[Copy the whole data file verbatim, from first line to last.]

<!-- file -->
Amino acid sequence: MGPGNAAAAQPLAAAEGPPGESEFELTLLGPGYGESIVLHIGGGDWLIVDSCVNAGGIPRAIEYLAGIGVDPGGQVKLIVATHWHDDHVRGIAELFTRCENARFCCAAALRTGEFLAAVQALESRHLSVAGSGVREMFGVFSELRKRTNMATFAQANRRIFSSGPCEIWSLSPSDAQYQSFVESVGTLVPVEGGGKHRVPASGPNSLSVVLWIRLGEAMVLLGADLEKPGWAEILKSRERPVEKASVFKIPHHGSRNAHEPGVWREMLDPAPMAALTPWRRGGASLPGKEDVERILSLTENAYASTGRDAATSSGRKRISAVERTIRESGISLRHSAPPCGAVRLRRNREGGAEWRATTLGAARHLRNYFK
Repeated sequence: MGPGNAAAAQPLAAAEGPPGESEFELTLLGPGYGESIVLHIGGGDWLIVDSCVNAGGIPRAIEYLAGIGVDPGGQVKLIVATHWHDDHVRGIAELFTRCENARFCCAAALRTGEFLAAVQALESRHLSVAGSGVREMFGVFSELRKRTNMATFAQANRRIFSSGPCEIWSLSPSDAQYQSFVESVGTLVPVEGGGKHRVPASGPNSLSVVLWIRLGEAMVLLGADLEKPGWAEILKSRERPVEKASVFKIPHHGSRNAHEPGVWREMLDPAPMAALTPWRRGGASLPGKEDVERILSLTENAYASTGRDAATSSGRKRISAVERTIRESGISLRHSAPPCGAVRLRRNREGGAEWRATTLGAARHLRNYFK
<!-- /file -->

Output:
Amino acid sequence: MGPGNAAAAQPLAAAEGPPGESEFELTLLGPGYGESIVLHIGGGDWLIVDSCVNAGGIPRAIEYLAGIGVDPGGQVKLIVATHWHDDHVRGIAELFTRCENARFCCAAALRTGEFLAAVQALESRHLSVAGSGVREMFGVFSELRKRTNMATFAQANRRIFSSGPCEIWSLSPSDAQYQSFVESVGTLVPVEGGGKHRVPASGPNSLSVVLWIRLGEAMVLLGADLEKPGWAEILKSRERPVEKASVFKIPHHGSRNAHEPGVWREMLDPAPMAALTPWRRGGASLPGKEDVERILSLTENAYASTGRDAATSSGRKRISAVERTIRESGISLRHSAPPCGAVRLRRNREGGAEWRATTLGAARHLRNYFK
Repeated sequence: MGPGNAAAAQPLAAAEGPPGESEFELTLLGPGYGESIVLHIGGGDWLIVDSCVNAGGIPRAIEYLAGIGVDPGGQVKLIVATHWHDDHVRGIAELFTRCENARFCCAAALRTGEFLAAVQALESRHLSVAGSGVREMFGVFSELRKRTNMATFAQANRRIFSSGPCEIWSLSPSDAQYQSFVESVGTLVPVEGGGKHRVPASGPNSLSVVLWIRLGEAMVLLGADLEKPGWAEILKSRERPVEKASVFKIPHHGSRNAHEPGVWREMLDPAPMAALTPWRRGGASLPGKEDVERILSLTENAYASTGRDAATSSGRKRISAVERTIRESGISLRHSAPPCGAVRLRRNREGGAEWRATTLGAARHLRNYFK